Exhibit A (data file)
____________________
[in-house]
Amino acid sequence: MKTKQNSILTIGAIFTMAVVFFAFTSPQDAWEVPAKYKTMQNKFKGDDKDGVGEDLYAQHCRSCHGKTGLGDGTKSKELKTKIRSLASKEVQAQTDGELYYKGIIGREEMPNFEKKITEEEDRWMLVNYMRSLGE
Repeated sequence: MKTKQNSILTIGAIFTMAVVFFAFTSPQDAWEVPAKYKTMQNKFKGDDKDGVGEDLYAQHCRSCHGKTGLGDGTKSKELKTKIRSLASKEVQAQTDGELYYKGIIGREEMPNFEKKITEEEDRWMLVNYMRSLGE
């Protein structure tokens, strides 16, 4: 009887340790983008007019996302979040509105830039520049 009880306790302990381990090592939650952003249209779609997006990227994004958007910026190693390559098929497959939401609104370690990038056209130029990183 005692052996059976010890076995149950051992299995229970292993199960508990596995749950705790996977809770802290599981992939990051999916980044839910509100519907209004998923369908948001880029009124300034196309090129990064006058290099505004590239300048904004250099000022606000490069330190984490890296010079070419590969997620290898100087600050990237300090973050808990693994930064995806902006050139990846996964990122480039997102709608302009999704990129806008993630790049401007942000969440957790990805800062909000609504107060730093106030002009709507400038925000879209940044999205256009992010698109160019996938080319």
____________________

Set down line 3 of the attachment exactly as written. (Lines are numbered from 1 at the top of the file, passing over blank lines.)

Repeated sequence: MKTKQNSILTIGAIFTMAVVFFAFTSPQDAWEVPAKYKTMQNKFKGDDKDGVGEDLYAQHCRSCHGKTGLGDGTKSKELKTKIRSLASKEVQAQTDGELYYKGIIGREEMPNFEKKITEEEDRWMLVNYMRSLGE